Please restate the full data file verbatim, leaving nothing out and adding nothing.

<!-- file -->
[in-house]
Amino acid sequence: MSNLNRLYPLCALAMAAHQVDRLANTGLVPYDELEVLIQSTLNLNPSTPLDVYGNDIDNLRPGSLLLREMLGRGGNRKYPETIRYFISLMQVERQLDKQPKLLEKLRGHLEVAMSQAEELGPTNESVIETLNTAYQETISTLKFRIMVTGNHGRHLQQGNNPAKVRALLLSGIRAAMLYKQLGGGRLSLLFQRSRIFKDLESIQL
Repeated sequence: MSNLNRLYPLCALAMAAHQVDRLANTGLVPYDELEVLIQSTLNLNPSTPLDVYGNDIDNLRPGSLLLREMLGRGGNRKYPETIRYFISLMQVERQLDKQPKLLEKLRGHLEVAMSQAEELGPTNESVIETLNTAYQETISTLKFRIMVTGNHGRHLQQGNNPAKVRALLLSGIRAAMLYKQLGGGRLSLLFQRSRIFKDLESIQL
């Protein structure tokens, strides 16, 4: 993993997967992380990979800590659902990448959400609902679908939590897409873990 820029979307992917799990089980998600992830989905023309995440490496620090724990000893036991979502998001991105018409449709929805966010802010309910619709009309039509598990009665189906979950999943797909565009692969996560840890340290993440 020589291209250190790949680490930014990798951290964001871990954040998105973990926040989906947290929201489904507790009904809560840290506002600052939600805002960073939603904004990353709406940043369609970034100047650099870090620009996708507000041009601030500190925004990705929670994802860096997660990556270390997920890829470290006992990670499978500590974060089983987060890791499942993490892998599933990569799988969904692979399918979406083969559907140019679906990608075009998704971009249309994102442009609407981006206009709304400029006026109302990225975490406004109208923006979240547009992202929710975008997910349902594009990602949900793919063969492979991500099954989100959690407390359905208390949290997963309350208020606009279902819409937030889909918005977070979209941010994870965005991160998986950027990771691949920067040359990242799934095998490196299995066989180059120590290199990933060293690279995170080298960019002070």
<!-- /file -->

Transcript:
[in-house]
Amino acid sequence: MSNLNRLYPLCALAMAAHQVDRLANTGLVPYDELEVLIQSTLNLNPSTPLDVYGNDIDNLRPGSLLLREMLGRGGNRKYPETIRYFISLMQVERQLDKQPKLLEKLRGHLEVAMSQAEELGPTNESVIETLNTAYQETISTLKFRIMVTGNHGRHLQQGNNPAKVRALLLSGIRAAMLYKQLGGGRLSLLFQRSRIFKDLESIQL
Repeated sequence: MSNLNRLYPLCALAMAAHQVDRLANTGLVPYDELEVLIQSTLNLNPSTPLDVYGNDIDNLRPGSLLLREMLGRGGNRKYPETIRYFISLMQVERQLDKQPKLLEKLRGHLEVAMSQAEELGPTNESVIETLNTAYQETISTLKFRIMVTGNHGRHLQQGNNPAKVRALLLSGIRAAMLYKQLGGGRLSLLFQRSRIFKDLESIQL
């Protein structure tokens, strides 16, 4: 993993997967992380990979800590659902990448959400609902679908939590897409873990 820029979307992917799990089980998600992830989905023309995440490496620090724990000893036991979502998001991105018409449709929805966010802010309910619709009309039509598990009665189906979950999943797909565009692969996560840890340290993440 020589291209250190790949680490930014990798951290964001871990954040998105973990926040989906947290929201489904507790009904809560840290506002600052939600805002960073939603904004990353709406940043369609970034100047650099870090620009996708507000041009601030500190925004990705929670994802860096997660990556270390997920890829470290006992990670499978500590974060089983987060890791499942993490892998599933990569799988969904692979399918979406083969559907140019679906990608075009998704971009249309994102442009609407981006206009709304400029006026109302990225975490406004109208923006979240547009992202929710975008997910349902594009990602949900793919063969492979991500099954989100959690407390359905208390949290997963309350208020606009279902819409937030889909918005977070979209941010994870965005991160998986950027990771691949920067040359990242799934095998490196299995066989180059120590290199990933060293690279995170080298960019002070």